The Living Learning Center, a 2,900-square-foot building at the university''s Tyson Research Center
that not only provides its own water and power, but is also built from reclaimed wood, captures and stores all of the water it needs and harness energy from wind turbines and solar panels, the story stated.
According to the story, the Living Learning Center has a green roof that catches rainwater, which is filtered and stored in a 3,000-gallon tank underground, eliminating its municipal water consumption.
Eden Brukman, research director at the Cascadia Region Green Building Council
, said: "In order to be certified as a Living Building, it must be fully operational for at least 12 consecutive months; this program demands proof that the occupants engage the project as anticipated. After all, an empty building serves no purpose."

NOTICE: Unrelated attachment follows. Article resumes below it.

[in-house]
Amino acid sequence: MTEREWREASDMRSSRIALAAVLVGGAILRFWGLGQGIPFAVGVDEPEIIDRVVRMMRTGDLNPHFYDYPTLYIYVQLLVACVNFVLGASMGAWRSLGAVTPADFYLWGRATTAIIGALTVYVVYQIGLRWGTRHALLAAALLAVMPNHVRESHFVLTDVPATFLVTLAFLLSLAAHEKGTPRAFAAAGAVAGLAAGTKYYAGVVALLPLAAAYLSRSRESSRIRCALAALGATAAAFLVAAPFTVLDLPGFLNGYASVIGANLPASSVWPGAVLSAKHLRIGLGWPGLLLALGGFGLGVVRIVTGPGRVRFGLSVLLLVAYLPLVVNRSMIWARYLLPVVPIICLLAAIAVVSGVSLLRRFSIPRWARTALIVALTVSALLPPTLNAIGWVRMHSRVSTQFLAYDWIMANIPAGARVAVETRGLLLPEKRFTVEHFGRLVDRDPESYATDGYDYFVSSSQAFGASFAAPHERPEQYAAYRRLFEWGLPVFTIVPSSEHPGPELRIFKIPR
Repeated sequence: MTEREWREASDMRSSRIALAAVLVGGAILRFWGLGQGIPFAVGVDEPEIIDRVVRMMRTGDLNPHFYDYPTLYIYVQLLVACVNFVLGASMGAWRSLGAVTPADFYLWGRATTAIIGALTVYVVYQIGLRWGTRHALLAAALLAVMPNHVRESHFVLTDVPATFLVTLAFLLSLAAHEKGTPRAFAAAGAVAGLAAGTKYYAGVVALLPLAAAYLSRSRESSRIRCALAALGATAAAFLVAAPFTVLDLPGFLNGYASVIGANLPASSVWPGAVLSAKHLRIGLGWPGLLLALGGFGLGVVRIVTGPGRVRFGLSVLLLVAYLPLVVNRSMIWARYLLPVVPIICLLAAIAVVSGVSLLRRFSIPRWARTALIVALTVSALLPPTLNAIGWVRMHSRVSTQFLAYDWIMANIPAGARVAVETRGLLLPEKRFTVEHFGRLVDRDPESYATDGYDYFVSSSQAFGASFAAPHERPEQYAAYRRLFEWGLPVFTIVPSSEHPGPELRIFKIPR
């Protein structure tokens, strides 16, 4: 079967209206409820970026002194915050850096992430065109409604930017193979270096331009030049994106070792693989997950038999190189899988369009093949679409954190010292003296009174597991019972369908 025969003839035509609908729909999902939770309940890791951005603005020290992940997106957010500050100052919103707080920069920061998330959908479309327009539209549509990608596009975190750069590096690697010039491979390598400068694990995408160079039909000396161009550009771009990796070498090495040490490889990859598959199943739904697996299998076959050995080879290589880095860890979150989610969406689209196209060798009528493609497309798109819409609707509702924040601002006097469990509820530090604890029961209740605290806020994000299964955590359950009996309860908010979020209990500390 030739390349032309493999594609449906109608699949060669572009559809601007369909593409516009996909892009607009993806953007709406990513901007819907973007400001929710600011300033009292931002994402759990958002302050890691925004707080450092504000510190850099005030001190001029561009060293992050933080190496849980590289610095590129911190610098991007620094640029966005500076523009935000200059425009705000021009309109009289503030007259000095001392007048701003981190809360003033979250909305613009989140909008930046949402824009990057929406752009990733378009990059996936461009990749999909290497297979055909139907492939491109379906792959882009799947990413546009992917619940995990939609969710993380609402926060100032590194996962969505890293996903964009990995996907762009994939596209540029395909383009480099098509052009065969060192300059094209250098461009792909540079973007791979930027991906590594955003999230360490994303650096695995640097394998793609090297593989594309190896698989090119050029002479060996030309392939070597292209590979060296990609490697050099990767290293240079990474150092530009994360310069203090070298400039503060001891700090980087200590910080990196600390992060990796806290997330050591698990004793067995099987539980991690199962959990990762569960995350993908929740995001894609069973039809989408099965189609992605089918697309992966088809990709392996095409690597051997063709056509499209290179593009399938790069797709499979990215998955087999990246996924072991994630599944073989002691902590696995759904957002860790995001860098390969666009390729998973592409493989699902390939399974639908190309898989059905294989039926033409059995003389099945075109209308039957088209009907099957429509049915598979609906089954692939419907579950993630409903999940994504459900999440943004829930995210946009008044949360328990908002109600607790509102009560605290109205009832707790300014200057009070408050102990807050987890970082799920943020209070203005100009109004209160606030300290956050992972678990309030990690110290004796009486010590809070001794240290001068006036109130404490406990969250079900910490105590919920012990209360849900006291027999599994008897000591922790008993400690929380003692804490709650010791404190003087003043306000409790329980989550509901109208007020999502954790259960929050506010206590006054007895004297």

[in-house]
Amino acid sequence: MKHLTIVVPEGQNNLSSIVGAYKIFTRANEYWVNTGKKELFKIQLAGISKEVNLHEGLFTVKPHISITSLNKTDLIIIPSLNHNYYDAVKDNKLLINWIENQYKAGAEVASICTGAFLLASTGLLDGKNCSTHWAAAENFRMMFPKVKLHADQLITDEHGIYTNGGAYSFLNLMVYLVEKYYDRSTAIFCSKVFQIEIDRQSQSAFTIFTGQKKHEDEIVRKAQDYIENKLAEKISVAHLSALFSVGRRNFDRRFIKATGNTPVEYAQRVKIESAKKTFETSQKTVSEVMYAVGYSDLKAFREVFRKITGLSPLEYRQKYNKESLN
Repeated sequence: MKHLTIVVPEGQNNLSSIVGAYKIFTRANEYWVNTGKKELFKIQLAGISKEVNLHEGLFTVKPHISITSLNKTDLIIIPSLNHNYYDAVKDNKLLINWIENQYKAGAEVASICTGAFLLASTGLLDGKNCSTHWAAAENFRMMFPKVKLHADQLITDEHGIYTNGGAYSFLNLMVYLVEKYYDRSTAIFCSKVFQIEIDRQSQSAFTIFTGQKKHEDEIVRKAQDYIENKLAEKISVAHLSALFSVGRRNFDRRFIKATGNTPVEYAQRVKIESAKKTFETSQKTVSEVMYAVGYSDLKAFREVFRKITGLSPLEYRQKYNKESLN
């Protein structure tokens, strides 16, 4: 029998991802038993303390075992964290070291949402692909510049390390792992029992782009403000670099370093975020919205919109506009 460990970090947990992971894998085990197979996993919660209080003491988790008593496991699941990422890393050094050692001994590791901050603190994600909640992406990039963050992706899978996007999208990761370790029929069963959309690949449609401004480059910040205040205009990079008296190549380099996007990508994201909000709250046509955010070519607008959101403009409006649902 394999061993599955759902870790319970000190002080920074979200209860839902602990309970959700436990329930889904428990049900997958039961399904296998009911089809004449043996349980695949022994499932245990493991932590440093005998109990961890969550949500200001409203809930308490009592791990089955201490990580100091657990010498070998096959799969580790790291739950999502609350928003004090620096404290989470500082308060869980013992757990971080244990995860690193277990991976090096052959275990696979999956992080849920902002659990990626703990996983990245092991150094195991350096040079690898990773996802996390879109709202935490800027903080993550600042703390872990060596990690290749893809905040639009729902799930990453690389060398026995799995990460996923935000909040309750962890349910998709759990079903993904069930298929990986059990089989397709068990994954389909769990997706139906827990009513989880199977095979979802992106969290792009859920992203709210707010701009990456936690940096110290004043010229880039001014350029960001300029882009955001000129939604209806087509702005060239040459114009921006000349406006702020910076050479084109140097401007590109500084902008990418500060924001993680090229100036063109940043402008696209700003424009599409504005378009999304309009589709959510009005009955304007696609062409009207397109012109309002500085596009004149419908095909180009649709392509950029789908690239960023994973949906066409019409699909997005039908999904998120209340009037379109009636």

According to the article, the Cascadia Region Green Building Council launched the Living Building Challenge three years ago, and since then, over 60 proposed structures have been registered.
The Learning Center monitors all building processes and displays avoided emissions to show how efficiently the building is operating, the story noted.
Living buildings are a step beyond current green building requirements such as Leadership in Energy and Environmental Design
(LEED) certification and are expected to be the high performance buildings of tomorrow, the story added.